IAS Gyan

Daily News Analysis

Leaving no older woman behind

1st October, 2020 Society

How the lives of the elderly, especially women, can be improved significantly

Impacts of COVID-19 on lives of elderly

  • It harms are inflicts on older persons who face multiple and compounding threats, including being
    • physically more vulnerable than others,
    • at greater peril of the impacts of social isolation, and
    • At significant risk from the likely long-lasting socioeconomic shocks of the pandemic.
  • In the Asia-Pacific region, Women, who generally outlive men, constitute the majority of older persons in the region, but represent an even greater majority of the ‘oldest old’ population of 80 years and over.

A vulnerable category of people

  • Even before the COVID-19 crisis, elderly women in a majority of Asia-Pacific countries were facing significant challenges, traditional societies, nuclear family-oriented patterns, fragmented family structures.
  • This cause older women living alone, face poverty and lack family and other socioeconomic support.
  • The majority of older people do not have reliable and sustained access to a caregiver.
  • Facing non-existent or only minimal safety nets, many have already slid into poverty during the pandemic or are on the cusp of doing so.
  • The pandemic has brought into focus the urgent need for both governments and civil society to address the complex demographic shift of population ageing, with strategic solutions.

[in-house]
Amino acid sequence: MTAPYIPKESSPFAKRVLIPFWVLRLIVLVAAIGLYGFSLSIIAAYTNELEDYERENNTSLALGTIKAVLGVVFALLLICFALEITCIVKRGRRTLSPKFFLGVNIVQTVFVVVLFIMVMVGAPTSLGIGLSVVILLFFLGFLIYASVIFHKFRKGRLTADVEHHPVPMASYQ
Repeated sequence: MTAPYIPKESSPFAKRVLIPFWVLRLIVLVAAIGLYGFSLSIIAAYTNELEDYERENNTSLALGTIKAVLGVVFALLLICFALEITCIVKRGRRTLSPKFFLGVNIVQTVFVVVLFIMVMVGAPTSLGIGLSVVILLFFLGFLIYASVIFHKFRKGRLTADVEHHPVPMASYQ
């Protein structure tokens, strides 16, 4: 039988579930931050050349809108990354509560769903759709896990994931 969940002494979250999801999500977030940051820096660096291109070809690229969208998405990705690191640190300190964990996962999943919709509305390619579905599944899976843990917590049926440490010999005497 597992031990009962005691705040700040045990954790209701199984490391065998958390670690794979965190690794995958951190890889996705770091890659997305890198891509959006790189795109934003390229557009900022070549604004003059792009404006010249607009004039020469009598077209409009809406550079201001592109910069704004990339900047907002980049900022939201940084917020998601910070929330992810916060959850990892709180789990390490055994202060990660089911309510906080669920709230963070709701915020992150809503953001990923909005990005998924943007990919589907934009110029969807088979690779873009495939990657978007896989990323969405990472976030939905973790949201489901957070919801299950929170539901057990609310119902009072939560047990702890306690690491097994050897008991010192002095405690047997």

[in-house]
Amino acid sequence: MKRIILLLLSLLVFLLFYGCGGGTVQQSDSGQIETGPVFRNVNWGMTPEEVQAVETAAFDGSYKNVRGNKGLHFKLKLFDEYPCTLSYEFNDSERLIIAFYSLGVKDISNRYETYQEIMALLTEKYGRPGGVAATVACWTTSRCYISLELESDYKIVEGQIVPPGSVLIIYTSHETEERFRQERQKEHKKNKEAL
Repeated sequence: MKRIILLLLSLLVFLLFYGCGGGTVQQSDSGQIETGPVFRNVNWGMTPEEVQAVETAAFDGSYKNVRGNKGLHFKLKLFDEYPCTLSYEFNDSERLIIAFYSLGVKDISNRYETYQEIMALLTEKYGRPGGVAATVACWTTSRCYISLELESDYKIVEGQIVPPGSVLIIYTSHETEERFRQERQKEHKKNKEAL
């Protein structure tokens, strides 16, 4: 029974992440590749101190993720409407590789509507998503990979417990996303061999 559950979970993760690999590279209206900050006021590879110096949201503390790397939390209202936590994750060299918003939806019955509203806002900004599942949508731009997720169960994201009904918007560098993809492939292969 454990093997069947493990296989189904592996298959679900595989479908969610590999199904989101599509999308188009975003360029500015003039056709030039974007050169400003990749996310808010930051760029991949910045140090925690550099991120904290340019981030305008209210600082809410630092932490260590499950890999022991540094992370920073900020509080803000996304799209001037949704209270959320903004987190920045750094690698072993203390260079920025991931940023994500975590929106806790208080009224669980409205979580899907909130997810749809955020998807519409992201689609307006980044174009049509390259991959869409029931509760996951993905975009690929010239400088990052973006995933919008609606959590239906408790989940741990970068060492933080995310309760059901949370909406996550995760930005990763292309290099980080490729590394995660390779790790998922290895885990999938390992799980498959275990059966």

• To do so successfully, we need a life cycle approach to healthy ageing, with particular emphasis on girls and women, firmly grounded in gender equality and human rights.

Plans in place

  • If there are better policies, more resilient social systems and gender equality, the lives of older people, especially women, can be improved significantly.
  • This would also allow societies to harness the valuable experiences of older persons as they age.
  • In fact, the commitment to advance a better world in an ageing society has already been articulated by the 2002 Madrid International Plan of Action on Ageing.
    • This agreement commends the development of evidence-based policies that help create “a society for all ages”.
  • In addition, the Programme of Action of the International Conference on Population and Development (ICPD) and the 2030 Agenda for Sustainable Development Goals underscore the basis of this approach to healthy ageing.
  • There is need to collectively priorities greater action, funding and implementation.
  • Mandate in the United Nations Population Fund (UNFPA) incorporates the need to enable and strengthen the self-reliance of older persons.
  • The ICPD Programme of Action is our foundation, and our guiding principle.
  • UNFPA is committed to helping governments in full partnership with civil society and communities.
  • This is the decade of Healthy Ageing as well as the Decade of Action to achieve the SDGs.
  • As Asia-Pacific, with the rest of the world, seeks to ‘build back better’ from the devastating effects of the COVID-19 pandemic, let us seize this moment to transform the challenge of population ageing into an opportunity.